City of Kenosha no longer in hunt to land Foxconn plant; mayor says "It doesn't quite work"

KENOSHA — The mayor here said Tuesday his city is withdrawing its bid to land a Foxconn manufacturing plant.

Kenosha Mayor John Antaramian

Mayor John Antaramian wrote to Gov. Scott Walker on Monday, September 11th that the legislative bill being considered for Foxconn doesn't do enough to address state laws Antaramian said would force the city to take on an undue amount of long-term risk.

Antaramian said the city had three main reasons for dropping out of the Foxconn chase. First, he said any Kenosha County deal would involve the city annexing about 3,300 acres of land west of I-94 to provide water and sewer services. Antaramian said the city had already reached an agreement with the Town of Paris and Village of Somers.

"The language that's in the legislation literally blows that up," Antaramian said.

Antaramian said the problem in the legislation is it allows towns to incorporate "instantly," which he claimed would render the land agreement null and void. He added Kenosha would need to be part of any site in Kenosha County near the interstate because of its capacity to supply water and sewer services.

Antaramian said the second problem is state law limits how a city could use money from a special tax district, referred to as TIF or TID areas, set up around the plant. He said the money could not be used to cover water utility costs.

"Therefore, you're now in a situation where the funding for the rest of the water utility is going to have to go through rates, of which it gets raised for everyone," Antaramian said.

Lastly, the Kenosha mayor said he worried an agreement would lead to first responders being spread too thin. Antaramian said levy limits imposed by the state would keep Kenosha from being able to hire an adequate amount of new police and fire personnel.

"It would reduce the amount, the number of police and fire that I have serving the heart of Kenosha by moving more and more out to that section because I'm unable to hire police and fire under the present system," Antaramian said.

Republican State Sen. Van Wanggaard said lawmakers were listening.

State Sen. Van Wanggaard

"We did address some of the issues that he talked about, like the TIF districts and dealing with expanding that for what they'd be able to expend those TIF funds for," Wanggaard said.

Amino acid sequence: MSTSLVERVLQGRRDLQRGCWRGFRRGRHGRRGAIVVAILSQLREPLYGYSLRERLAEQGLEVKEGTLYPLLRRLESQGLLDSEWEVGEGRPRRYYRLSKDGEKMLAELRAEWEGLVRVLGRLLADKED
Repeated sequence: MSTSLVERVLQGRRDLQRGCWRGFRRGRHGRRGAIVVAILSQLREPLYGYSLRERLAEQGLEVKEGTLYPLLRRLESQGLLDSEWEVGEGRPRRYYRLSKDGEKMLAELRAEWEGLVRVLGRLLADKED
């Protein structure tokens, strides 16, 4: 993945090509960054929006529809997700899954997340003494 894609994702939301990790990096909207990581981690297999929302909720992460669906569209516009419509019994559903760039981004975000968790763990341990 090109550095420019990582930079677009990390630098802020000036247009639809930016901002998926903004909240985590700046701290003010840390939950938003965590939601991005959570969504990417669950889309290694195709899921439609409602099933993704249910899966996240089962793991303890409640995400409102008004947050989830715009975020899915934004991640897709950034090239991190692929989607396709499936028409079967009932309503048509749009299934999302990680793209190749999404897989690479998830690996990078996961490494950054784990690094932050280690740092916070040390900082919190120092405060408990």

Wanggaard also expressed frustration in a blistering letter that Antaramian had never expressed to concerns to him prior to his letter to the governor's office.

"I did apologize. I should’ve gotten a hold of (Wanggaard) also," Antaramian said Tuesday, "I did not so that’s on me."

Antaramian acknowledged lawmakers did address some of his concerns but said Madison was not flexible enough.

"We're very supportive of Racine getting (the plant.) But for us, with the way the language reads and the way the situation is, it doesn't quite work," Antaramian said.

Kenosha's decision left Racine County as the last remaining, publicly-known candidate for a display assembly plant the company has said will have the capacity to hire 13,000 people. Legislators are voting this week on a nearly $3 billion incentive package for Foxconn - the largest such incentives package in state history by far.

Wanggaard said he was "99 percent" sure the selected location would be Racine County all along.

Foxconn officials issued this statement to FOX6 News regarding Kenosha dropping out of the running:

"Thank you for your inquiry and your interest in the details of our project. We are in discussions with Wisconsin officials regarding all aspects of our proposed project and specific project details can only be provided once a site has been selected and details on the project have been finalized. However, we can say that we are progressing very well in our review of potential locations and we look forward to making an announcement in the very near future."